Anatomy of an Era: Troy Dumas, Part 2

Categories: Football No Place
'93 Blackshirts
'93 Blackshirts

Excerpted from Chapter 18, No Place Like Nebraska: Anatomy of an Era, Vol. 1 by Paul Koch

Troy Dumas, Part 2



Q: What differentiated us from the other great teams of the time?

TD: Well, we talked it, so we were gonna walk it. That was huge. I’ll be frank about it: if you’re gonna put it out there, you’re gonna have to back it up, too. We sincerely believed that.

Q: Speaking of, there was the Unity, Belief, Respect, the We Refuse to Lose, and Unfinished Business slogans. Did you guys buy into that stuff?

TD: When the coaches came out with that it was something that we agreed upon, wanting to become of the same mind. I remember how Unfinished Business was, everybody wore that on their sleeve for the whole year and felt it and believed it. After coming up so short with the Florida State fiasco, how could they not buy into it?

Q: Florida State, you were on the special teams that game, right? What did you take away from that game?

TD: The biggest thing was that we were the underdog and came in and basically beat them – despite a couple of plays- and we came in there and played with them. Face it, it wasn’t the best game that was called: crucial calls in that game didn’t go our way, they were questionable. They didn’t have instant replay those days, and it’s unfortunate how it worked out. But we left there with the confidence to be able to sustain that level of play and compete with the Florida schools.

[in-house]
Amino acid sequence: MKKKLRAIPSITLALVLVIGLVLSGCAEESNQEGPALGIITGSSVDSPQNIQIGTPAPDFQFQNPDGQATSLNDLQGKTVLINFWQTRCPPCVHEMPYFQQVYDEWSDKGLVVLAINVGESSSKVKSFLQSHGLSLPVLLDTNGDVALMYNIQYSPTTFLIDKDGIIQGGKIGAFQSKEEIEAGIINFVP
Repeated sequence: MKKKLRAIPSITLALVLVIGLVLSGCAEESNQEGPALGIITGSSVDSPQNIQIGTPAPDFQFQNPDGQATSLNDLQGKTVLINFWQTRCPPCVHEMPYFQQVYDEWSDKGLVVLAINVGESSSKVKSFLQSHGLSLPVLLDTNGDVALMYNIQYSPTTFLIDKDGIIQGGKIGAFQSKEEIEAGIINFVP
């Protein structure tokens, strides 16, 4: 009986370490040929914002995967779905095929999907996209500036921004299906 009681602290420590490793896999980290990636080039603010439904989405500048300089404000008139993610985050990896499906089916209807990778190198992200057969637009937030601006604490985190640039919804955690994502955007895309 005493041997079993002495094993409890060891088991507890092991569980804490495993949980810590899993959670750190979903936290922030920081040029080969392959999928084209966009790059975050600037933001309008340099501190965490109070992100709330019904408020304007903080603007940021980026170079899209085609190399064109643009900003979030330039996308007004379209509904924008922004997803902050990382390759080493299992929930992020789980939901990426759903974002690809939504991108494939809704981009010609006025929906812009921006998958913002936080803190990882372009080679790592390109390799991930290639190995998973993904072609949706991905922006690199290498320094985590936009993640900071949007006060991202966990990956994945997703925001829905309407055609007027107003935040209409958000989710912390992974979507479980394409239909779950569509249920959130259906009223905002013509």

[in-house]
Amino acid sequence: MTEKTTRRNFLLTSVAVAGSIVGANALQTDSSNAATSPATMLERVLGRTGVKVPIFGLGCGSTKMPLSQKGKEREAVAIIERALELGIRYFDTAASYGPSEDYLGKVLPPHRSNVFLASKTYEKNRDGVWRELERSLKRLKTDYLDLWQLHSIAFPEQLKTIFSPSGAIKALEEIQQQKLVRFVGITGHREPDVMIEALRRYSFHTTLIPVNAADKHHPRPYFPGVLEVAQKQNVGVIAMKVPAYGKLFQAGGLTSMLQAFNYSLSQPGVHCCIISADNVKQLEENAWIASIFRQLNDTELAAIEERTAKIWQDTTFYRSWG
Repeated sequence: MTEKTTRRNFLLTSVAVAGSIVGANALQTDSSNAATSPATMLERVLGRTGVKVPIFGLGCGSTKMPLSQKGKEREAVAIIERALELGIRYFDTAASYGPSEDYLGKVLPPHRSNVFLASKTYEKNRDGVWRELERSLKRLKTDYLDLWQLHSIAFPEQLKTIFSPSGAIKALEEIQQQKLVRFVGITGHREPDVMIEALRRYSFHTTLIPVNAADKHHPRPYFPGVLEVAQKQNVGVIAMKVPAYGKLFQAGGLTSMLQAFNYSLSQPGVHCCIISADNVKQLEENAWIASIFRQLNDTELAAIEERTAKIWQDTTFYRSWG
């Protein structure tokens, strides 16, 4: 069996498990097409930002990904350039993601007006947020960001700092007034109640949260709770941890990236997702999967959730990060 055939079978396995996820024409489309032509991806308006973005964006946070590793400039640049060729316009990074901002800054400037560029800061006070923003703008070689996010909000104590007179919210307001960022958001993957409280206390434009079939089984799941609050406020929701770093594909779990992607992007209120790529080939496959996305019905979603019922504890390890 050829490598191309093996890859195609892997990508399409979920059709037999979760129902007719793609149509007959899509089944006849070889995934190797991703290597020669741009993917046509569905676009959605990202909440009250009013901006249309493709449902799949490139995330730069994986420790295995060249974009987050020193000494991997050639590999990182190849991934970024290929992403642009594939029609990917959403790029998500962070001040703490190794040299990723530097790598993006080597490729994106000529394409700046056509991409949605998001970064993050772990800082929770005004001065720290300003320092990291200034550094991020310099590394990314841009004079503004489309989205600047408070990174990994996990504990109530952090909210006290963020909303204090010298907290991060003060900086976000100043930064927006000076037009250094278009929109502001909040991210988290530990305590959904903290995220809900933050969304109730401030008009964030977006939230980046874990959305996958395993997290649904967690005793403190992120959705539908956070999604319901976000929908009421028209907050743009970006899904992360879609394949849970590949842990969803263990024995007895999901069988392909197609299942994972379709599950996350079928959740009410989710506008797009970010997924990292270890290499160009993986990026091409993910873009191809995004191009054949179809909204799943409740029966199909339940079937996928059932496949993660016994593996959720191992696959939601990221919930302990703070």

Q: This is a big ‘what if’, but if we had won it, do you think we would have repeated the next year?

TD: That’s kind of tough. It could have went either way.

We had gotten to that point where we were a victim of our own success at that point, but we didn’t know what to expect. Playing them so close, there’s no question afterwards that we could play with these guys, so coming back next year we knew what to expect, what the standard was, so it was just a matter of taking all the steps to get there.